Applying the transmission line theory to study ungrounded horizontal loop selftransients
N.O. Kozhevnikov
Trofimuk Institute of Petroleum Geology and Geophysics, Siberian Branch of the RAS, 3 prosp. Akad. Koptyuga, Novosibirsk, 630090, Russia
Keywords: TEM method; ungrounded loop; current turnoff; wave equation; transmission line
Pages: 215230
Abstract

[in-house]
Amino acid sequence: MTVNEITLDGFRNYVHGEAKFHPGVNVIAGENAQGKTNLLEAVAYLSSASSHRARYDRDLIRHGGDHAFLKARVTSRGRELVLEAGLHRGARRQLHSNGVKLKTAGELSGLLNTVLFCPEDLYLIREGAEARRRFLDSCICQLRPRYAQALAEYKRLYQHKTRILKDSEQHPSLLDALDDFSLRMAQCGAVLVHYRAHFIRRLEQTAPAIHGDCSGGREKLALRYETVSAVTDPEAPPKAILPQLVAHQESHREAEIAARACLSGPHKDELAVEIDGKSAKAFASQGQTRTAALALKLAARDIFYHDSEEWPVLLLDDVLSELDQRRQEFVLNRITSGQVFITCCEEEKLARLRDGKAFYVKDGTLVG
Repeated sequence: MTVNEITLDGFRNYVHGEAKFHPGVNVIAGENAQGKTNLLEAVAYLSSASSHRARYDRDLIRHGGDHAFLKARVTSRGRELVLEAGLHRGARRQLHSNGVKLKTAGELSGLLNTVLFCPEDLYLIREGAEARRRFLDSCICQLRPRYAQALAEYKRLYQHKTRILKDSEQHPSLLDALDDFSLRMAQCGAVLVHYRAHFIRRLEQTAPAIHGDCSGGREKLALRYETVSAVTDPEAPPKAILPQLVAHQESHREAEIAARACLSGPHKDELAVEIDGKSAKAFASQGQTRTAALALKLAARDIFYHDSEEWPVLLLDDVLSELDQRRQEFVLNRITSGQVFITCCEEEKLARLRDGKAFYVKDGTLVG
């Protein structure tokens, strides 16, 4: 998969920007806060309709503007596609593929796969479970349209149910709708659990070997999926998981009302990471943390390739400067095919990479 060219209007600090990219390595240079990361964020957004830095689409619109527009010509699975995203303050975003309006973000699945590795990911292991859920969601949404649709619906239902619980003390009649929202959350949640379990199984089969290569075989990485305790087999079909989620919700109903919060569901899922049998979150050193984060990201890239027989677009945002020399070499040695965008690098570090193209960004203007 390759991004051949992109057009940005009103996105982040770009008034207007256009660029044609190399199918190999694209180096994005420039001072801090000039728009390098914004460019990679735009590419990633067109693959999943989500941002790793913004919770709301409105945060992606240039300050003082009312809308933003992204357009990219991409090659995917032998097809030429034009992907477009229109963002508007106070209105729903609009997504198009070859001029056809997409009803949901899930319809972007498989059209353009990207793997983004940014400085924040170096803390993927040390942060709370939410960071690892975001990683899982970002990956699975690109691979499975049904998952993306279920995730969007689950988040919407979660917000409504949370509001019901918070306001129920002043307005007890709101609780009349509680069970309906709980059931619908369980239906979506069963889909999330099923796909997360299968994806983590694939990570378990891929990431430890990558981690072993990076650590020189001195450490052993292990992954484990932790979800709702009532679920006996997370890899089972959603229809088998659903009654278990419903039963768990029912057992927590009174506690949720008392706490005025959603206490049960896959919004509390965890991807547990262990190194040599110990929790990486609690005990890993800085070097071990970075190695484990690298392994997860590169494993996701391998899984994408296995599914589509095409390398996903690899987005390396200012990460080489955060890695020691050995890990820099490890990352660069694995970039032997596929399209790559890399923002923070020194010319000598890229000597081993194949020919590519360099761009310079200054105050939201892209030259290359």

Ungrounded horizontal loop responses at low frequencies and/or late times can be modeled in terms of an equivalent circuit with lumped elements, but a loop in a general case is a distributed system. At high frequencies and/or early times, the wire in combination with the underlying earth makes a transmission line in which current behaves according to the wave equation. Solving the equation for current turnoff is quite difficult because the primary parameters of the wireearth system depend, in an intricate way, on earth conductivity (resistivity) and frequency (or time). In modeling the current turnoff process, the loop was simulated as a symmetrical combination of two identical transmission lines with shorted outputs. Modeling was performed in the frequency domain with subsequent transformation into the time domain. Comparison of measured and computed transient self responses showed that good fit requires taking into account (1) interaction of each line with its own image current, (2) mutual inductance of the two lines, and (3) skin effect in the wire. As a result of mutual inductance, the parameters of the lines and, hence, of the whole loop depend on local conductivity, which, at least in principle, may allow one to infer the resistivity of shallow subsurface from current turnoff responses. A real ungrounded horizontal loops lacks symmetry at early times and its magnetic field differs from that predicted by the conventional methods of induction soundings.